A Straight Line Shaped Like a Knot
By Ari Feld.
They lock you in a tower with a crumpled Italian sports car and say, “Okay, you know what to do.” You bend to the wreck with the ill-forged tools that you have always used. A drunk and a mime teach you Korean. Their pedagogy rejects yes/no answers, focusing instead on sit-ups. You must say the ineffable to all those you have slighted or admired. You build an antenna to communicate further into the beyond. You are a Twinkie in a forgotten vending machine, returning to the womb of atomic matter. You rule a fiefdom. You’re driving back to your parents’ house for Thanksgiving. The smell of blazed mouse nests has abated. Furrows in the gutted fields collect a fine snow. You don’t remember the drive taking so long. You drive through Meckridge, Wampus, Santa Locura, Pottersville, New Ankara, Clayton Farms, Deevee, and Lower Shakes, settlements the cartographer apparently rejected, entire interstates unaccounted for. You shave and save your hair until you have braided a rope long enough to escape the tower. You take it upon yourself to be completely self-sufficient, no more plumbers. You dig a latrine. You find all your own groceries. You send your children to college in another room and you act as adviser, provost, faculty, and cafeteria staff. You take in other students just like a real college. At freshman orientation you propose that no one go home for Thanksgiving: “Imagine that as a child you had to learn a foreign language. Your mental pathways realign, the neurons shift course, your brain recants its past. So too do the roads leaving campus.” You care for your mother and father through a dotage that begins to seem impossibly long and unjust to all concerned. They insist they’re fine. Maybe they are. You make a sculpture that can be seen from space. You spend what seems like years repairing a sardine net. You build up tolerance until you can outdrink your Korean teacher. You wake up every morning in critical condition until you realize that the injuries are psychological and that you have recovered. You get a job with the county, wandering a swampland, blasting an intricate and unending network of beaver dams. The inhabitants of the swampland capture you. They lock you in a tower with a crumpled Italian sports car and say, “Okay, you know what to do.”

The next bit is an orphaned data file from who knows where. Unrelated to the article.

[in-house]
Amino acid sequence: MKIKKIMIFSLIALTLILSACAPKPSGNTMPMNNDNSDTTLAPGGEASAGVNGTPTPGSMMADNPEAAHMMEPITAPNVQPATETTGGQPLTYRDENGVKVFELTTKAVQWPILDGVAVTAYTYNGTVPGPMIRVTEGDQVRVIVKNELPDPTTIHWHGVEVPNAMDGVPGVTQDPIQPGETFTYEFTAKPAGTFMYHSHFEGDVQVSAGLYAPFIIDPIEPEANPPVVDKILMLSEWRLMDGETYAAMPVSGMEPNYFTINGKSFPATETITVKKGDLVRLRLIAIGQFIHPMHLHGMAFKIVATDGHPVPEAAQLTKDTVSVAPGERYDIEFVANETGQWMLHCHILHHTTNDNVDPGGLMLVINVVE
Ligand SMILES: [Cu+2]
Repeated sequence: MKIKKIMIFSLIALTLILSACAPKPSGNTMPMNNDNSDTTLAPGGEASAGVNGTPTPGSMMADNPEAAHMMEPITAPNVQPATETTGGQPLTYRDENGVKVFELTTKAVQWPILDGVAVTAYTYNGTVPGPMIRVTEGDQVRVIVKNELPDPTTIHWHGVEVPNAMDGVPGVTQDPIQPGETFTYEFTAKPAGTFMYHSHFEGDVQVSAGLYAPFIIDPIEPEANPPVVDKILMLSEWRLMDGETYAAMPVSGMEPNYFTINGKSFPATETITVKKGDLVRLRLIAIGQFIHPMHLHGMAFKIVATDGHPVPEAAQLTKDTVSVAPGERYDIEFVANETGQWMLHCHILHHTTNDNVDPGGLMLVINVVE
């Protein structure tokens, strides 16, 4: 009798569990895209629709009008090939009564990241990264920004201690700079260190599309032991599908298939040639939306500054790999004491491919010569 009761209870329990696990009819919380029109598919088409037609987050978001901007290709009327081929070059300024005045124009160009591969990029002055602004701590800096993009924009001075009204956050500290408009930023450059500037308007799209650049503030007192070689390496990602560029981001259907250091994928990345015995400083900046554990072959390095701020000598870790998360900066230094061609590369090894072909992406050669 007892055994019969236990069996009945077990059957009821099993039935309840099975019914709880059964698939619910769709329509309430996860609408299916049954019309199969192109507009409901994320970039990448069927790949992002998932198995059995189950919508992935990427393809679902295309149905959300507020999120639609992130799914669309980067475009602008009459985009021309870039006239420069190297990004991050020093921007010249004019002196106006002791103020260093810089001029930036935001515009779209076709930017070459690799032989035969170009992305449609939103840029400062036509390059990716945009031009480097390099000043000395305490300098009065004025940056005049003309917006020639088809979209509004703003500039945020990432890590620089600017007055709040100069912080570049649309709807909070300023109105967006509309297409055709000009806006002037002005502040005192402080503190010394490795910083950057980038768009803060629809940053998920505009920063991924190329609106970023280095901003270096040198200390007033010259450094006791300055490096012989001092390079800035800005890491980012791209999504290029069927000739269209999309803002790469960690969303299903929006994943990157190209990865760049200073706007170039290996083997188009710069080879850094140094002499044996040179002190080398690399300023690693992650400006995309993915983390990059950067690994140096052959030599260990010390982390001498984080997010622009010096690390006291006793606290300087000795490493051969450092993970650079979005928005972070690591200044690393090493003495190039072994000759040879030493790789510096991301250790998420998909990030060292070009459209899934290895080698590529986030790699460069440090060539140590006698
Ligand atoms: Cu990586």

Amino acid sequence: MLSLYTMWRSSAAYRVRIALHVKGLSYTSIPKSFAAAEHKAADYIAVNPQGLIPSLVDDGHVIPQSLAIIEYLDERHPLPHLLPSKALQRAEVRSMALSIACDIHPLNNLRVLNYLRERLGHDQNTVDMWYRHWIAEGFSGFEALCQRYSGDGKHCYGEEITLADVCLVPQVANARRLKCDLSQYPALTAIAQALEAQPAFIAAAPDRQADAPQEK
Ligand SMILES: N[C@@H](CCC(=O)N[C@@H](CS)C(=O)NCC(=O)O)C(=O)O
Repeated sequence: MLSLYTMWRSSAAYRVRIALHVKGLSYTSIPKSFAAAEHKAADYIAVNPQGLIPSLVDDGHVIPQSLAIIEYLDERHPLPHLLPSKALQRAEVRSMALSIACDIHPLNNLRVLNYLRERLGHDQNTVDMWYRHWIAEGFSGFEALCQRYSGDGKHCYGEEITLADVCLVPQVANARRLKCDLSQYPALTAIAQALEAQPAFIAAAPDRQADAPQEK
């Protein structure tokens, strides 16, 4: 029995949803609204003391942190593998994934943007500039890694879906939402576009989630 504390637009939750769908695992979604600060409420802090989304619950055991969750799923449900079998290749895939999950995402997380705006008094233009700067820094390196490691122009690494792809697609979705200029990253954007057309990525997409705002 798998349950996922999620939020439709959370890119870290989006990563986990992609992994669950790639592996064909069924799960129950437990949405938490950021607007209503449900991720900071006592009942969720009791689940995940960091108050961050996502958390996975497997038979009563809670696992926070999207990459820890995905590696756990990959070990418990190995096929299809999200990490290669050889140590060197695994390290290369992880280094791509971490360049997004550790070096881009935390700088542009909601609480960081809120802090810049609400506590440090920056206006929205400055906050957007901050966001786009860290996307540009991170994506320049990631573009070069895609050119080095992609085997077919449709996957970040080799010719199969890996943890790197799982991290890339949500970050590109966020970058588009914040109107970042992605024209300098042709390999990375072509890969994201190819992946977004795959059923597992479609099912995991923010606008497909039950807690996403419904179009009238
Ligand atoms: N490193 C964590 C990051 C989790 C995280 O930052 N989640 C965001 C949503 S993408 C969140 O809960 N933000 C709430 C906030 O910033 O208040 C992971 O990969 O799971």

ABOUT THE AUTHOR
Ari Feld was born and grew to young manhood in the Midwest. He got his MFA from Umass Amherst. He currently lives in Barcelona with his sweetie.
First published in 3:AM Magazine: Tuesday, October 12th, 2010.